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Income level may affect diabetes risk

By Patricia Nicholson

The risk of developing diabetes may be significantly greater in lower income groups compared to higher income groups, a new study from Women’s College Research Institute (WCRI) and the Institute for Clinical Evaluative Sciences (ICES) shows.

Rates of diabetes have grown rapidly in the past decade, and prevalence has been shown to be higher in lower-income populations. Now, researchers have looked at new cases of diabetes diagnosed in Ontario over a one-year period from April 2006 to March 2007.

“We looked at it within a Canadian population where our health-care system is supposed to equalize differences in health for income. We know that’s not the case, though,” says study author Dr. Lorraine Lipscombe, a scientist with WCRI. “And we also looked at whether differences varied based on age and gender.”

There were 88,886 new cases of diabetes in people ages 20 and older during the study period. The researchers analyzed the results in groups based on income.

“We found that the risk of diabetes was greater for lower income populations compared to higher ones, and we also found that this gap was most marked in younger populations and in women,” Dr. Lipscombe says.

Diabetes risk increased with age, and men had higher rates of diabetes diagnosis than women. However, the effect of income on diabetes diagnosis appeared to be most pronounced in younger age groups (under age 40) and in women. Lower income young people had 1.5 times the diabetes risk of wealthier people in the same age group, but the income-related increase in diabetes narrowed in people over 60. When the researchers looked at women and men separately, the pattern differed: income was linked to a wider gap in relative diabetes risk in women throughout all age groups, while the gap narrowed with age in men.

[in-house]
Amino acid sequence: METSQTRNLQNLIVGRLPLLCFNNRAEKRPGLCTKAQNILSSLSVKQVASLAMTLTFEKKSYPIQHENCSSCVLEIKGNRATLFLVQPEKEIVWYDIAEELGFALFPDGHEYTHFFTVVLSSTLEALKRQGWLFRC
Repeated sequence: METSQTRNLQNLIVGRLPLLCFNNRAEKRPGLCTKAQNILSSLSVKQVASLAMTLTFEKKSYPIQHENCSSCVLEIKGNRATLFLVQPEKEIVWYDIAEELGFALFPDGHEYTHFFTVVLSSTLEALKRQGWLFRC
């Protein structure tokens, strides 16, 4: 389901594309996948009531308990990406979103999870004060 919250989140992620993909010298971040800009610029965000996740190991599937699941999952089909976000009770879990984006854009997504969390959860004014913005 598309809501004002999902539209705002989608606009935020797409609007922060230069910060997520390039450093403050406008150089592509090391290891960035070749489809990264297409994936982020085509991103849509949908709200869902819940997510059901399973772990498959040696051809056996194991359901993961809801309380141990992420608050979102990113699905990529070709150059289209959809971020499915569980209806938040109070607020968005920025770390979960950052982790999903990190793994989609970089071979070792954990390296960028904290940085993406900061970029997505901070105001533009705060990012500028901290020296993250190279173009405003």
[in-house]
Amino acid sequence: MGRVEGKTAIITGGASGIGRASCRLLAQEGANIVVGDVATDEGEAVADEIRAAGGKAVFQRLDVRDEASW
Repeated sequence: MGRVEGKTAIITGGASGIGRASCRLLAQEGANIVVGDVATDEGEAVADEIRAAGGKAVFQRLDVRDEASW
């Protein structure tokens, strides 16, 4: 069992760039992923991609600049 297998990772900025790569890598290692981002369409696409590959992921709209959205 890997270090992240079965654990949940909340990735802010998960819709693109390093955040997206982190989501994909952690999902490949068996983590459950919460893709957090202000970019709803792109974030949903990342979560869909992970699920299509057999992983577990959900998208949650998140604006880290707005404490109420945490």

“It highlights the fact that low income groups are experiencing the greater burden of diabetes,” Dr. Lipscombe says. Although diabetes is on the rise in all groups, lower income populations are at relatively greater risk, and once they get diabetes, they tend to experience worse outcomes. “This is important for resource allocation; it’s important for us to understand preventive measures.”

There are several factors that may put people with low incomes at greater risk for diabetes than higher-income people, Dr. Lipscombe explains.

“They are more likely to be obese, they’re more likely to have less access to healthy food and opportunity for physical activity, and this may be more marked in younger people whereas the effect of aging on diabetes may offset the effect of income in older populations,” she says. “Further research has to be done to figure out why it is.”

The study was published in the journal Diabetes Research and Clinical Practice in March, 2013.

This information is provided by Women’s College Hospital and is not intended to replace the medical advice of your doctor or healthcare provider. Please consult your healthcare provider for advice about a specific medical condition. This document was last reviewed: February, 2014

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